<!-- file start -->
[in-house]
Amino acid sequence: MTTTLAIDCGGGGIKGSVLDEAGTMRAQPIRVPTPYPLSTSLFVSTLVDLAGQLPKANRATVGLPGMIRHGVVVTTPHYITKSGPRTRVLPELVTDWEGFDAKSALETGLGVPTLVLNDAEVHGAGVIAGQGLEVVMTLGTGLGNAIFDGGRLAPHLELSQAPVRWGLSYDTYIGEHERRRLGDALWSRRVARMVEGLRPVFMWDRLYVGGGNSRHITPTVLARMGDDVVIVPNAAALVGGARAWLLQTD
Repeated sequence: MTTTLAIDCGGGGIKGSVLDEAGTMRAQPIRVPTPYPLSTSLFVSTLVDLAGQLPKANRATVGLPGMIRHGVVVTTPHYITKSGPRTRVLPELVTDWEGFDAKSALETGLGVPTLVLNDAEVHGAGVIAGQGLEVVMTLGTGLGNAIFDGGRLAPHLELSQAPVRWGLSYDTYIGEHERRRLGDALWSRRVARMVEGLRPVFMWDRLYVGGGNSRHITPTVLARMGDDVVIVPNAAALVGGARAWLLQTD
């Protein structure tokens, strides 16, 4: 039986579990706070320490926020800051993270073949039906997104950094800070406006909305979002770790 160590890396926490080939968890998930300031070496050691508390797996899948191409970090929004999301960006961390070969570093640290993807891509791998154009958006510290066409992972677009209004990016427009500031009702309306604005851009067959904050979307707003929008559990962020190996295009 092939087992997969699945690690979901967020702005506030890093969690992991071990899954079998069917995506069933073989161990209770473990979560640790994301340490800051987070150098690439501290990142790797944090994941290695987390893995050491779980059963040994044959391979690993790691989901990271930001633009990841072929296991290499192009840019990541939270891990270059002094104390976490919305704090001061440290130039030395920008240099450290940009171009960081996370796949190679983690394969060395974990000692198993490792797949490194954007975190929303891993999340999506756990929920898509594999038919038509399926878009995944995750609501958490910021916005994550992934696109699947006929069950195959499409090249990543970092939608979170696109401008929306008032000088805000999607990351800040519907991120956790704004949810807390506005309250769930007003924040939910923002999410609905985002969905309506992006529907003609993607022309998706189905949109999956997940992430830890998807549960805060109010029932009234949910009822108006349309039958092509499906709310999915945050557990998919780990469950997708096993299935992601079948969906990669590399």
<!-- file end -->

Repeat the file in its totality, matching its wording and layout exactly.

[in-house]
Amino acid sequence: MTTTLAIDCGGGGIKGSVLDEAGTMRAQPIRVPTPYPLSTSLFVSTLVDLAGQLPKANRATVGLPGMIRHGVVVTTPHYITKSGPRTRVLPELVTDWEGFDAKSALETGLGVPTLVLNDAEVHGAGVIAGQGLEVVMTLGTGLGNAIFDGGRLAPHLELSQAPVRWGLSYDTYIGEHERRRLGDALWSRRVARMVEGLRPVFMWDRLYVGGGNSRHITPTVLARMGDDVVIVPNAAALVGGARAWLLQTD
Repeated sequence: MTTTLAIDCGGGGIKGSVLDEAGTMRAQPIRVPTPYPLSTSLFVSTLVDLAGQLPKANRATVGLPGMIRHGVVVTTPHYITKSGPRTRVLPELVTDWEGFDAKSALETGLGVPTLVLNDAEVHGAGVIAGQGLEVVMTLGTGLGNAIFDGGRLAPHLELSQAPVRWGLSYDTYIGEHERRRLGDALWSRRVARMVEGLRPVFMWDRLYVGGGNSRHITPTVLARMGDDVVIVPNAAALVGGARAWLLQTD
């Protein structure tokens, strides 16, 4: 039986579990706070320490926020800051993270073949039906997104950094800070406006909305979002770790 160590890396926490080939968890998930300031070496050691508390797996899948191409970090929004999301960006961390070969570093640290993807891509791998154009958006510290066409992972677009209004990016427009500031009702309306604005851009067959904050979307707003929008559990962020190996295009 092939087992997969699945690690979901967020702005506030890093969690992991071990899954079998069917995506069933073989161990209770473990979560640790994301340490800051987070150098690439501290990142790797944090994941290695987390893995050491779980059963040994044959391979690993790691989901990271930001633009990841072929296991290499192009840019990541939270891990270059002094104390976490919305704090001061440290130039030395920008240099450290940009171009960081996370796949190679983690394969060395974990000692198993490792797949490194954007975190929303891993999340999506756990929920898509594999038919038509399926878009995944995750609501958490910021916005994550992934696109699947006929069950195959499409090249990543970092939608979170696109401008929306008032000088805000999607990351800040519907991120956790704004949810807390506005309250769930007003924040939910923002999410609905985002969905309506992006529907003609993607022309998706189905949109999956997940992430830890998807549960805060109010029932009234949910009822108006349309039958092509499906709310999915945050557990998919780990469950997708096993299935992601079948969906990669590399």